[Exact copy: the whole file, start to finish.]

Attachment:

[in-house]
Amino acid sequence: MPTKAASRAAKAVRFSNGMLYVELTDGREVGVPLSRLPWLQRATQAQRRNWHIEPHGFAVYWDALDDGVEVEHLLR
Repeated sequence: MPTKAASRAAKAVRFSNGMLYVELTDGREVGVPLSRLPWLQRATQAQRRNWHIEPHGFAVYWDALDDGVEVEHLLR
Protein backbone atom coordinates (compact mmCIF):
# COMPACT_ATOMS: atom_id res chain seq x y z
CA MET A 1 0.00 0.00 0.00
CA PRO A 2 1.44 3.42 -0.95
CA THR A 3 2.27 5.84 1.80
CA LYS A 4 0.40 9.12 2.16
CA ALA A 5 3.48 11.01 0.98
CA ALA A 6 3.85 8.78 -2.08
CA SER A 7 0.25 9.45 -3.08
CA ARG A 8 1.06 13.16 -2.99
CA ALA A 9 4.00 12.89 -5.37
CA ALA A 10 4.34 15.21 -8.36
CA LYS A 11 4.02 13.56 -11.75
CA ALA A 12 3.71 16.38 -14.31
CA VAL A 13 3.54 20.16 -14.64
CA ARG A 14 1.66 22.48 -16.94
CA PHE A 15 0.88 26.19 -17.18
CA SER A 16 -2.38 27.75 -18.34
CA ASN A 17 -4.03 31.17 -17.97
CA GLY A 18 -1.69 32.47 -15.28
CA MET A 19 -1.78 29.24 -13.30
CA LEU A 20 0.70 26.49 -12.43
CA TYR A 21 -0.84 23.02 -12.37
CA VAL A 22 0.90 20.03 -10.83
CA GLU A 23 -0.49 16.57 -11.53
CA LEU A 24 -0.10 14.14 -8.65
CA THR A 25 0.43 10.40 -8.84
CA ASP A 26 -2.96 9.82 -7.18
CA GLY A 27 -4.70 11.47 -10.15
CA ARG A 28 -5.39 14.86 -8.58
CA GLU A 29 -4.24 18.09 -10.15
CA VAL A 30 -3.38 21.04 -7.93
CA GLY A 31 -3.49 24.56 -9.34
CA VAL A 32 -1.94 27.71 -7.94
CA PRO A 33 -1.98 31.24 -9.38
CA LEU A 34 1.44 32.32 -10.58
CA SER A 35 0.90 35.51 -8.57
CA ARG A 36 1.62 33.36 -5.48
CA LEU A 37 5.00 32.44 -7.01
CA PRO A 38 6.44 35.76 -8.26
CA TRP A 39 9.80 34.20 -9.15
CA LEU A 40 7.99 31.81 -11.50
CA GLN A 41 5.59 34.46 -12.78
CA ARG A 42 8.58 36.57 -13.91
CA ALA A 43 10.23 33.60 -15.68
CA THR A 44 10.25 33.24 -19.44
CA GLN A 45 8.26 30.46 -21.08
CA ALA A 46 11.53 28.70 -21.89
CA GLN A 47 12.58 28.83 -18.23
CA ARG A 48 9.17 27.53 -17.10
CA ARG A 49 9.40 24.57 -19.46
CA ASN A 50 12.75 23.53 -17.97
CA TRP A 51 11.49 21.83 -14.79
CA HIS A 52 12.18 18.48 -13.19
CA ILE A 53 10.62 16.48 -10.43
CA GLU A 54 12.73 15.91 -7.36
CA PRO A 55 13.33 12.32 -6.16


[in-house]
Amino acid sequence: MPTKAASRAAKAVRFSNGMLYVELTDGREVGVPLSRLPWLQRATQAQRRNWHIEPHGFAVYWDALDDGVEVEHLLR
Repeated sequence: MPTKAASRAAKAVRFSNGMLYVELTDGREVGVPLSRLPWLQRATQAQRRNWHIEPHGFAVYWDALDDGVEVEHLLR
Protein backbone atom coordinates (compact mmCIF):
# COMPACT_ATOMS: atom_id res chain seq x y z
CA MET A 1 0.00 0.00 0.00
CA PRO A 2 1.44 3.42 -0.95
CA THR A 3 2.27 5.84 1.80
CA LYS A 4 0.40 9.12 2.16
CA ALA A 5 3.48 11.01 0.98
CA ALA A 6 3.85 8.78 -2.08
CA SER A 7 0.25 9.45 -3.08
CA ARG A 8 1.06 13.16 -2.99
CA ALA A 9 4.00 12.89 -5.37
CA ALA A 10 4.34 15.21 -8.36
CA LYS A 11 4.02 13.56 -11.75
CA ALA A 12 3.71 16.38 -14.31
CA VAL A 13 3.54 20.16 -14.64
CA ARG A 14 1.66 22.48 -16.94
CA PHE A 15 0.88 26.19 -17.18
CA SER A 16 -2.38 27.75 -18.34
CA ASN A 17 -4.03 31.17 -17.97
CA GLY A 18 -1.69 32.47 -15.28
CA MET A 19 -1.78 29.24 -13.30
CA LEU A 20 0.70 26.49 -12.43
CA TYR A 21 -0.84 23.02 -12.37
CA VAL A 22 0.90 20.03 -10.83
CA GLU A 23 -0.49 16.57 -11.53
CA LEU A 24 -0.10 14.14 -8.65
CA THR A 25 0.43 10.40 -8.84
CA ASP A 26 -2.96 9.82 -7.18
CA GLY A 27 -4.70 11.47 -10.15
CA ARG A 28 -5.39 14.86 -8.58
CA GLU A 29 -4.24 18.09 -10.15
CA VAL A 30 -3.38 21.04 -7.93
CA GLY A 31 -3.49 24.56 -9.34
CA VAL A 32 -1.94 27.71 -7.94
CA PRO A 33 -1.98 31.24 -9.38
CA LEU A 34 1.44 32.32 -10.58
CA SER A 35 0.90 35.51 -8.57
CA ARG A 36 1.62 33.36 -5.48
CA LEU A 37 5.00 32.44 -7.01
CA PRO A 38 6.44 35.76 -8.26
CA TRP A 39 9.80 34.20 -9.15
CA LEU A 40 7.99 31.81 -11.50
CA GLN A 41 5.59 34.46 -12.78
CA ARG A 42 8.58 36.57 -13.91
CA ALA A 43 10.23 33.60 -15.68
CA THR A 44 10.25 33.24 -19.44
CA GLN A 45 8.26 30.46 -21.08
CA ALA A 46 11.53 28.70 -21.89
CA GLN A 47 12.58 28.83 -18.23
CA ARG A 48 9.17 27.53 -17.10
CA ARG A 49 9.40 24.57 -19.46
CA ASN A 50 12.75 23.53 -17.97
CA TRP A 51 11.49 21.83 -14.79
CA HIS A 52 12.18 18.48 -13.19
CA ILE A 53 10.62 16.48 -10.43
CA GLU A 54 12.73 15.91 -7.36
CA PRO A 55 13.33 12.32 -6.16